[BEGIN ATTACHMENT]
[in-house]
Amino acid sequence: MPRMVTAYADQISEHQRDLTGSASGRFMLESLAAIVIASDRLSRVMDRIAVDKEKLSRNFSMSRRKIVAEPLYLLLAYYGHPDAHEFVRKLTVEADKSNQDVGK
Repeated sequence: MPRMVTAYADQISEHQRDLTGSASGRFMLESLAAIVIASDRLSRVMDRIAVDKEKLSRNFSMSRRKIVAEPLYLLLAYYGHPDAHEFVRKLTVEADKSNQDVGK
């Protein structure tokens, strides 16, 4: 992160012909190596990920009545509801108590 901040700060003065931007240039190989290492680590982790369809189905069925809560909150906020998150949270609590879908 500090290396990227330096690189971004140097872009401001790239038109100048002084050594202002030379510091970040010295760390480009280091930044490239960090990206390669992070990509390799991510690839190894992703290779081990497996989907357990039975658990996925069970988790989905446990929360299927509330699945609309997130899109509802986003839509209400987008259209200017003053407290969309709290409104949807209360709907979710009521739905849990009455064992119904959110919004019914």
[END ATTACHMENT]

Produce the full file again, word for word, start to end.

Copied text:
[in-house]
Amino acid sequence: MPRMVTAYADQISEHQRDLTGSASGRFMLESLAAIVIASDRLSRVMDRIAVDKEKLSRNFSMSRRKIVAEPLYLLLAYYGHPDAHEFVRKLTVEADKSNQDVGK
Repeated sequence: MPRMVTAYADQISEHQRDLTGSASGRFMLESLAAIVIASDRLSRVMDRIAVDKEKLSRNFSMSRRKIVAEPLYLLLAYYGHPDAHEFVRKLTVEADKSNQDVGK
């Protein structure tokens, strides 16, 4: 992160012909190596990920009545509801108590 901040700060003065931007240039190989290492680590982790369809189905069925809560909150906020998150949270609590879908 500090290396990227330096690189971004140097872009401001790239038109100048002084050594202002030379510091970040010295760390480009280091930044490239960090990206390669992070990509390799991510690839190894992703290779081990497996989907357990039975658990996925069970988790989905446990929360299927509330699945609309997130899109509802986003839509209400987008259209200017003053407290969309709290409104949807209360709907979710009521739905849990009455064992119904959110919004019914």